Modern Slavery Bill

Part of the debate – in a Public Bill Committee at 9:25 am on 2 September 2014.

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Photo of David Crausby David Crausby Labour, Bolton North East 9:25, 2 September 2014

Before I begin, I have a few preliminary announcements. I understand that the amendment papers are on their way. Members may, if they wish, remove their jackets in Committee, but please remember the rules on refreshments—water only. Please could everyone ensure that all electronic devices are turned off or are switched to silent mode during Committee. As a general rule, I and my fellow Chair do not intend to call starred amendments. The required notice period in Public Bill Committees is three working days. Therefore, amendments should be tabled by the rise of the House on a Monday for consideration on a Thursday and by the rise of the House on a Thursday for consideration on the following Tuesday.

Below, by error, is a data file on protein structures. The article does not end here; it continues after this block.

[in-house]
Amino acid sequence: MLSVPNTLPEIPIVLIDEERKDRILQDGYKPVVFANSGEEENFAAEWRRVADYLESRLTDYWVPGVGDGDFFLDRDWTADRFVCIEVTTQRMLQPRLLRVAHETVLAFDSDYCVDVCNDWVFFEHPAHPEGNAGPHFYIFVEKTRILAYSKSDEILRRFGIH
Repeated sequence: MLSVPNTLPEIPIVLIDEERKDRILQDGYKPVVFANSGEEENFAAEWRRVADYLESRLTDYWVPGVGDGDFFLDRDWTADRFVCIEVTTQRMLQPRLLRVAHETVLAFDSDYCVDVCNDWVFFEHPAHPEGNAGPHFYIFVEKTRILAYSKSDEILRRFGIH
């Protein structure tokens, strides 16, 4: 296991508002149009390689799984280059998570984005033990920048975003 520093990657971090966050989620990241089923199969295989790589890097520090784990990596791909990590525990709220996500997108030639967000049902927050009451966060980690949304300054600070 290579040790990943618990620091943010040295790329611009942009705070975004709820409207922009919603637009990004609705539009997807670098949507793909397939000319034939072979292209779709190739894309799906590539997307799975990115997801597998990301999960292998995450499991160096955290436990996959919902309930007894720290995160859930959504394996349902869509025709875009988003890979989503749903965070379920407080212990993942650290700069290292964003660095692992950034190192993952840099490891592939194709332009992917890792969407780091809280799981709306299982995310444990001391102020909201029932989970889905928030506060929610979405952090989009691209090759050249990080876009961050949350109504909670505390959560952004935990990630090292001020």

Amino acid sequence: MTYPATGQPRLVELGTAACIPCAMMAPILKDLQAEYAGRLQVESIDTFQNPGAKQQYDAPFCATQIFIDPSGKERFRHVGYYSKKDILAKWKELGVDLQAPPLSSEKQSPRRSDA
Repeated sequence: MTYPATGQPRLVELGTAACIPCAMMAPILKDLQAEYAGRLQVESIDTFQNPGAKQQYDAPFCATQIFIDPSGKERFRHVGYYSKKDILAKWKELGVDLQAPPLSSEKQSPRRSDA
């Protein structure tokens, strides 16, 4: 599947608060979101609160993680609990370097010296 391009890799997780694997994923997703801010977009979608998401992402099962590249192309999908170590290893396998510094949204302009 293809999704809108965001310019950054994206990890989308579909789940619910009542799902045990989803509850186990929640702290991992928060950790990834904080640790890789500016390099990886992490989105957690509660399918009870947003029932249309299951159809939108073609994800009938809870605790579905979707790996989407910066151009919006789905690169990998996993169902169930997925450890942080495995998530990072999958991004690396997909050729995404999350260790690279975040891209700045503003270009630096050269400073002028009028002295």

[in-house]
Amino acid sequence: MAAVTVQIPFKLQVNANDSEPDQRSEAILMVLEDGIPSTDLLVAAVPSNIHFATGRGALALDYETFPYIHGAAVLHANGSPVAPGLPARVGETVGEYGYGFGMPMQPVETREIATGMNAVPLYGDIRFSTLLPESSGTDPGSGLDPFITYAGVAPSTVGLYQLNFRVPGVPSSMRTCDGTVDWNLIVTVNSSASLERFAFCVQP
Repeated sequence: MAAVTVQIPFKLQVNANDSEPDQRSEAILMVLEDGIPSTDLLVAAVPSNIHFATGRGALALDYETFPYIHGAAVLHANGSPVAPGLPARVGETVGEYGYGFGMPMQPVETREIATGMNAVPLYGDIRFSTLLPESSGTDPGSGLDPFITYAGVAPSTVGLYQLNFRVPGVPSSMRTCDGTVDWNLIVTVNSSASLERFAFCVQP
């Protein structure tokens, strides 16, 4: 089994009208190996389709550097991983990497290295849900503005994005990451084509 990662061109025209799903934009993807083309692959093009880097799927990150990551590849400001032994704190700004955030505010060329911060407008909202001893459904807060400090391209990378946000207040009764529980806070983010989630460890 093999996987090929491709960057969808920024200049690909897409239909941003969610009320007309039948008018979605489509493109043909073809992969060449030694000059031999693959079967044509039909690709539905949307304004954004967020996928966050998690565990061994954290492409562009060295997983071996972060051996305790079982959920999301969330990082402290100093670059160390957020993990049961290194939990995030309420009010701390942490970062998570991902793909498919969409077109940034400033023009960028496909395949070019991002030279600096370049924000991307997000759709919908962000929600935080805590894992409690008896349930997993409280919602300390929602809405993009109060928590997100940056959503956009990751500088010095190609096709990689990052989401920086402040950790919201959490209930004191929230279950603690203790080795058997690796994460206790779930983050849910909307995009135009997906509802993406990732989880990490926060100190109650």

Before we begin our line by line consideration of the Bill, some brief explanation may be useful to those who are relatively new to Public Bill Committees. The selection list for today’s sitting will soon be available in the room and will show how amendments selected for debate have been grouped for discussion. Amendments are generally grouped together on the same or a similar subject. The Member with their name to the lead amendment in a group is called first. Other Members are then free to catch my eye to speak to any or all amendments in the group. A Member may speak more than once in a single debate. At the end of the debate on a group, I will again call the Member with the lead amendment. Before they sit down, they must indicate whether they wish to withdraw the amendment or push it to a vote. Similarly, if another Member wishes to push a grouped amendment or a new clause to a vote they should let me know. I will assume that the Government wish the Committee to reach a decision on their amendment. Decisions on amendments do not take place in the order they are debated, but in the order they appear on the amendment paper, so decisions on new clauses will be made at the end of the Committee’s consideration of the Bill. I have discretion to decide on separate stand part debates on clauses and schedules, taking account of the extent of debate on amendments. This morning, the Adjournment of the Committee at 11.25 am is automatic; this afternoon, it is in the hands of the Whips but around 5 o’clock is the convention. We will now begin our line by line consideration of the Bill.